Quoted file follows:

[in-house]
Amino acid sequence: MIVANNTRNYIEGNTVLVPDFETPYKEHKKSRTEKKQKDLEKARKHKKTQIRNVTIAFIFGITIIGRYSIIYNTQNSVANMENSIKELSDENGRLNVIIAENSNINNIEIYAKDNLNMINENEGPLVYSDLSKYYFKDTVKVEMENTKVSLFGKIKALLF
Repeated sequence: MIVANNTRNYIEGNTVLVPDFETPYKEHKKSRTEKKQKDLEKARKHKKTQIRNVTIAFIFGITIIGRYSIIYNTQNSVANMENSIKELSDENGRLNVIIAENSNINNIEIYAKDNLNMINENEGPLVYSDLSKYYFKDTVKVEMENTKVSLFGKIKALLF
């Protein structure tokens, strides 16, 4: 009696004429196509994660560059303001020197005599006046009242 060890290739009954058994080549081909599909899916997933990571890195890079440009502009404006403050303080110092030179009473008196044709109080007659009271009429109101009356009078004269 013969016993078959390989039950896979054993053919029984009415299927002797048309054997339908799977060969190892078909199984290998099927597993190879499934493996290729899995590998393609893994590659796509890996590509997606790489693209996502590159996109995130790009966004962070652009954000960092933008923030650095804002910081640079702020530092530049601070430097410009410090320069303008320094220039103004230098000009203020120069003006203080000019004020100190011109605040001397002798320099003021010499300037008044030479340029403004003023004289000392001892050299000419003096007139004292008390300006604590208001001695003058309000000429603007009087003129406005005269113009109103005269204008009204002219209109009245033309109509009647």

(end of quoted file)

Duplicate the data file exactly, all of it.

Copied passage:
[in-house]
Amino acid sequence: MIVANNTRNYIEGNTVLVPDFETPYKEHKKSRTEKKQKDLEKARKHKKTQIRNVTIAFIFGITIIGRYSIIYNTQNSVANMENSIKELSDENGRLNVIIAENSNINNIEIYAKDNLNMINENEGPLVYSDLSKYYFKDTVKVEMENTKVSLFGKIKALLF
Repeated sequence: MIVANNTRNYIEGNTVLVPDFETPYKEHKKSRTEKKQKDLEKARKHKKTQIRNVTIAFIFGITIIGRYSIIYNTQNSVANMENSIKELSDENGRLNVIIAENSNINNIEIYAKDNLNMINENEGPLVYSDLSKYYFKDTVKVEMENTKVSLFGKIKALLF
């Protein structure tokens, strides 16, 4: 009696004429196509994660560059303001020197005599006046009242 060890290739009954058994080549081909599909899916997933990571890195890079440009502009404006403050303080110092030179009473008196044709109080007659009271009429109101009356009078004269 013969016993078959390989039950896979054993053919029984009415299927002797048309054997339908799977060969190892078909199984290998099927597993190879499934493996290729899995590998393609893994590659796509890996590509997606790489693209996502590159996109995130790009966004962070652009954000960092933008923030650095804002910081640079702020530092530049601070430097410009410090320069303008320094220039103004230098000009203020120069003006203080000019004020100190011109605040001397002798320099003021010499300037008044030479340029403004003023004289000392001892050299000419003096007139004292008390300006604590208001001695003058309000000429603007009087003129406005005269113009109103005269204008009204002219209109009245033309109509009647």